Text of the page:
QUILTS & FABRIC: PAST & PRESENT

QUILTS & FABRIC: PAST & PRESENT By Quilt Historian Barbara Brackman Above: Moda's Baltimore Blues. It's not all blue.

Saturday, October 15, 2011

Northern Lily/Southern Rose Block 8

Seth Thomas Rose from the kit illustration.

Block number 8 in this sampler of regional applique is a Southern rose.


Seth Thomas Rose by
Barbara Brackman

 Seth Thomas clock
In 1929 Ruby McKim featured the Seth Thomas Rose design in the Kansas City Star saying that Araminta Daniel Kreeger drew the pattern for the original quilt in 1862. Daughter Fannie told McKim that Araminta copied the design from the face of a Seth Thomas clock brought to Missouri from North Carolina. Shelf clocks often were decorated with hand-painted scenes and florals.

Seth Thomas Rose by Ilyse Moore

The clocks were made in New England but Araminta and Fannie Kreeger were Southerners---Missouri Confederates. Another of Araminta's quilts was stolen from the bed by Jayhawking Yankees during the Civil War. (See a post about that quilt here: http://civilwarquilts.blogspot.com/2011/10/40-order-number-eleven.html

Seth Thomas Rose by
debi schrader
It's an unusual pattern with the circles dotting the central flower.



 For my book
 Borderland in Butternut and Blue.
I made one like McKim's pattern, which had a vase.

Araminta's quilt has disappeared. Any quilts in the design seem to have been made in the 1930s after the pattern appeared in the newspaper. The one above is much like the newspaper pattern.

Here's one among a set of blocks for sale.
But I am always hoping to find Araminta's original.

Maybe this is it.
A big central rose, a footed urn, mid-19th-century---
recorded in the Iowa Quilt Project, purchased by a collector,
so no information about the maker.
See the whole quilt here at the Quilt Index


debi's

Back to the Northern Lily/Southern Rose Sampler.

Everyone is getting their blocks together. Ilyse used a triple strip border.

Jerri McReynolds used a green calico, a single strip.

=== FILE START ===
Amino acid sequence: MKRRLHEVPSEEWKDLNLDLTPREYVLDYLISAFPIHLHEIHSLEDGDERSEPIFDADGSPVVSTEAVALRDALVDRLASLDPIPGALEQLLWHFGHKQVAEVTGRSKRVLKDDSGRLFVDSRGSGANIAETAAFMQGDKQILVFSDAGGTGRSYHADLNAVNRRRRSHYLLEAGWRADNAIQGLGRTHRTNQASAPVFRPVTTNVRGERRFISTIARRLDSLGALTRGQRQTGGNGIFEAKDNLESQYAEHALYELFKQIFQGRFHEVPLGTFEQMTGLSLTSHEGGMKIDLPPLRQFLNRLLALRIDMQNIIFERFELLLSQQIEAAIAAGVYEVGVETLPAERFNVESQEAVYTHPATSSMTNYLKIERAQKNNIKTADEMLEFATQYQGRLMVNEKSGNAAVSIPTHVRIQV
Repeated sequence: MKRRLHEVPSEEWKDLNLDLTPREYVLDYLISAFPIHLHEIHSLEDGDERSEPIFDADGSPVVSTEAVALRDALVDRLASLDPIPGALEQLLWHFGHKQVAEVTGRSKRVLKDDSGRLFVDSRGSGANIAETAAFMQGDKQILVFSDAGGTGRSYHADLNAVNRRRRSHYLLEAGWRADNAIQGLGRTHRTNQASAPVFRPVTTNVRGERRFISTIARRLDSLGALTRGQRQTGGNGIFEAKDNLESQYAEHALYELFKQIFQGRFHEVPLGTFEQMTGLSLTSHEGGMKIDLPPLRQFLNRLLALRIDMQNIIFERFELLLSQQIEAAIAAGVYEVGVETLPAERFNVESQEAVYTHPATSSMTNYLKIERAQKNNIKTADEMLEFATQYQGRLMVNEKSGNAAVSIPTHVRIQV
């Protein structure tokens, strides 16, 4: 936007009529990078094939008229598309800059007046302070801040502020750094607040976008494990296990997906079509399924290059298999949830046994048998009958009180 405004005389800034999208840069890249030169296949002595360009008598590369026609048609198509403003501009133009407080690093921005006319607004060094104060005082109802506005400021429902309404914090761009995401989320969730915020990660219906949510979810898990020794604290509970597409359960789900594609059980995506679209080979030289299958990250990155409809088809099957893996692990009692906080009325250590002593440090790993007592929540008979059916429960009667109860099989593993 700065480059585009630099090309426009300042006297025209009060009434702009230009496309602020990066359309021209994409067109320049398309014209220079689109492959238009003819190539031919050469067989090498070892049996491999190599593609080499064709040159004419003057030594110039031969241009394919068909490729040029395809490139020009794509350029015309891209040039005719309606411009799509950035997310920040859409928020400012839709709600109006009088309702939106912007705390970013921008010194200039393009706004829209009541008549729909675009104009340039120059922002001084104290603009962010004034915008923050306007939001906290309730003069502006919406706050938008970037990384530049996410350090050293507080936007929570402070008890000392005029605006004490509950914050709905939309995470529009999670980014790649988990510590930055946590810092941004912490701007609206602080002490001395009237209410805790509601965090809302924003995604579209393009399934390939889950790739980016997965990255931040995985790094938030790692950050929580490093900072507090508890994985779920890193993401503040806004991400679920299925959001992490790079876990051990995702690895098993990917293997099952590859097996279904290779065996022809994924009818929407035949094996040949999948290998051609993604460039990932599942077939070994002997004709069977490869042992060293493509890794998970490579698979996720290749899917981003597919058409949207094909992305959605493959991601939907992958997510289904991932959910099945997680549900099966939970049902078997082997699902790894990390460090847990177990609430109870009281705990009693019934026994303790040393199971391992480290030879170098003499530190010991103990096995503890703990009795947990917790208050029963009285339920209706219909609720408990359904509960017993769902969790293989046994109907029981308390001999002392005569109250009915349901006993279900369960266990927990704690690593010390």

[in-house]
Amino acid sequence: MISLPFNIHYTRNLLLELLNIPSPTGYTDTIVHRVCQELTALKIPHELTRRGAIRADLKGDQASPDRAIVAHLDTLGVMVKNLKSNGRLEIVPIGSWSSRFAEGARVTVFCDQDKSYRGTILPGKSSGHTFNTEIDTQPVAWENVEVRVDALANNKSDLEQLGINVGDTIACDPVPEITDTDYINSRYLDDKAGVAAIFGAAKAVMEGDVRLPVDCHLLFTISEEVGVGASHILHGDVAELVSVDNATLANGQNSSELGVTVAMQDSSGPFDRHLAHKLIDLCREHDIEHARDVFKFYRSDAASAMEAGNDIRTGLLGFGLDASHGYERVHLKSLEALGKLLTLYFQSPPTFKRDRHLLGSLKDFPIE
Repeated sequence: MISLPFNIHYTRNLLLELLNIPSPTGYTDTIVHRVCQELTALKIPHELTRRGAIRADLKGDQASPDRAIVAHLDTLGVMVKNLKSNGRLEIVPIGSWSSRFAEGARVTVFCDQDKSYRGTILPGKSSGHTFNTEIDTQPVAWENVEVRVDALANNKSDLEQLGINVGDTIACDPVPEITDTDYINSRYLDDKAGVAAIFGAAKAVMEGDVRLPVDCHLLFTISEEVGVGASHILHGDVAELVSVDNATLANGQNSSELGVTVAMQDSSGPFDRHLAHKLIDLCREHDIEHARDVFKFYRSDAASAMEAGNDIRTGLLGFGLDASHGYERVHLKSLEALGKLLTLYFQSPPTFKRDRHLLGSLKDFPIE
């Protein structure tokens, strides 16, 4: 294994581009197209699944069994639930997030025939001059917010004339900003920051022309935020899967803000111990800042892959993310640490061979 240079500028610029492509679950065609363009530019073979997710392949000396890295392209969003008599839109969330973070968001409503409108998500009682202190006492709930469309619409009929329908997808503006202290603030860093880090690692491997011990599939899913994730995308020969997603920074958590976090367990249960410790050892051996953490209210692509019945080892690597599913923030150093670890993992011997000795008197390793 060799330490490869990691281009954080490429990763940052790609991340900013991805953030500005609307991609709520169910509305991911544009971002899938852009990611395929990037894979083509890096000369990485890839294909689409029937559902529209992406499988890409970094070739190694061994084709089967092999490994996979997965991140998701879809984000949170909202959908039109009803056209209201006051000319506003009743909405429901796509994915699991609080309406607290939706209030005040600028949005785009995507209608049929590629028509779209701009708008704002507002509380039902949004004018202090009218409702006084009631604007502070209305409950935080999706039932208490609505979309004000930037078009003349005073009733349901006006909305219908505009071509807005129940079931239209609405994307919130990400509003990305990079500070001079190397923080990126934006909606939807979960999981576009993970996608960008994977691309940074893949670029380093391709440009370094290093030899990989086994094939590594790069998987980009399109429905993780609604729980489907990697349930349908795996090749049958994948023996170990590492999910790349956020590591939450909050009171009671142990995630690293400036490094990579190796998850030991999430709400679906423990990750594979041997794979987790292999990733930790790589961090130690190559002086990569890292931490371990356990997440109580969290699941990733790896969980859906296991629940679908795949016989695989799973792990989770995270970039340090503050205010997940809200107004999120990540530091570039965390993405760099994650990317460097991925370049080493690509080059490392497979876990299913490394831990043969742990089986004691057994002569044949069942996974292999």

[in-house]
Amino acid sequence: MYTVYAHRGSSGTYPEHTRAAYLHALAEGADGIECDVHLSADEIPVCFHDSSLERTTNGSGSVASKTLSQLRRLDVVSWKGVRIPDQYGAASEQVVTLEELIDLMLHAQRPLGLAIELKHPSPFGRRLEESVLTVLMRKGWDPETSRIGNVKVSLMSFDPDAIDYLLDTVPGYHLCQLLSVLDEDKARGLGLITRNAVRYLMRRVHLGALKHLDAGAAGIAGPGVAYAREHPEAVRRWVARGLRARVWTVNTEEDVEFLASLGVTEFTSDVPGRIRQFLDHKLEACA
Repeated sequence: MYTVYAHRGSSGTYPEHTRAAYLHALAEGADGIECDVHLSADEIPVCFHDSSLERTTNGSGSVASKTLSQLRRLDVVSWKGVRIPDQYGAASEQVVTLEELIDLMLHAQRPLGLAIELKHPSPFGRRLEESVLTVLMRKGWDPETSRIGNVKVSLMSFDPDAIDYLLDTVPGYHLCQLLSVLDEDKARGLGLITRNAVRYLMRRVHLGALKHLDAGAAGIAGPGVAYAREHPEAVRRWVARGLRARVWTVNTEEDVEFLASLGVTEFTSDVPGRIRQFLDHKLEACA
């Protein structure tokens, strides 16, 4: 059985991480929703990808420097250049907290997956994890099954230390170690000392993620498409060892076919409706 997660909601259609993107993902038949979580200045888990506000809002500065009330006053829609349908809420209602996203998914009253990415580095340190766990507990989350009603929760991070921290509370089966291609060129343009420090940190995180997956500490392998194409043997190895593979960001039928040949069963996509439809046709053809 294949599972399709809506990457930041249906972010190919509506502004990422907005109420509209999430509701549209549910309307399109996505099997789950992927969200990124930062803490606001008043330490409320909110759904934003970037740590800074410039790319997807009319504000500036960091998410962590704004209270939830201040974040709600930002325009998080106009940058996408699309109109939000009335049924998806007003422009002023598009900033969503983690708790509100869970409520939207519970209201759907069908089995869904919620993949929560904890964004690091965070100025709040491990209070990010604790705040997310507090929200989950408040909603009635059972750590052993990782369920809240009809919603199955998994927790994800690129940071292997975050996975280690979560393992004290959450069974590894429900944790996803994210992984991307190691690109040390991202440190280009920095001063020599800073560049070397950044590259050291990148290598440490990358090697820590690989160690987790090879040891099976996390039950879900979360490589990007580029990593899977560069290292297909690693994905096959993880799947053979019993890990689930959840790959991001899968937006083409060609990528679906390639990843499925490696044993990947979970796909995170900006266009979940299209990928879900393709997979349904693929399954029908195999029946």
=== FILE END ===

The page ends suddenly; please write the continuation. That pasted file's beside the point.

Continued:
debi set hers with alternating log cabin blocks. She started with a package of Layer Cakes from Civil War Reunion and added a few yards of a tan solid. She kept pulling leftovers out of her scrapbag, enough for a pieced striped border.

Susan Stiff used a print stripe for her inner border.
Next month the last applique block.

5 comments:

WoolenSails said...

I love the appliques, but I get frustrated too easy by trying to make them perfect, so I stick to simple ones;)
Still trying to decide what to use my fabrics on, I do like the pattern, Jeff Davis' daughter. I am thinking the larger blocks would be great for the dresses and show off the prints.

Debbie

Leeanne said...

Wow I love this block, simple yet detailed. Isn't it wonderful how everyone has a different interpretation?

Becky in VA said...

These applique blocks are tempting me to start a big applique quilt!

It's interesting to see the various quilts and the way the makers used fabrics.

Good luck finding the missing quilt ;-)

Anonymous said...

Thanks for alerting me to the Seth Thomas Rose variation that is in my current exhibit at the Willamette Heritage Center in Salem, Oregon. By doing so, you just made the morning program for the Columbia-Willamette Quilt Study Group. Thanks. Mary

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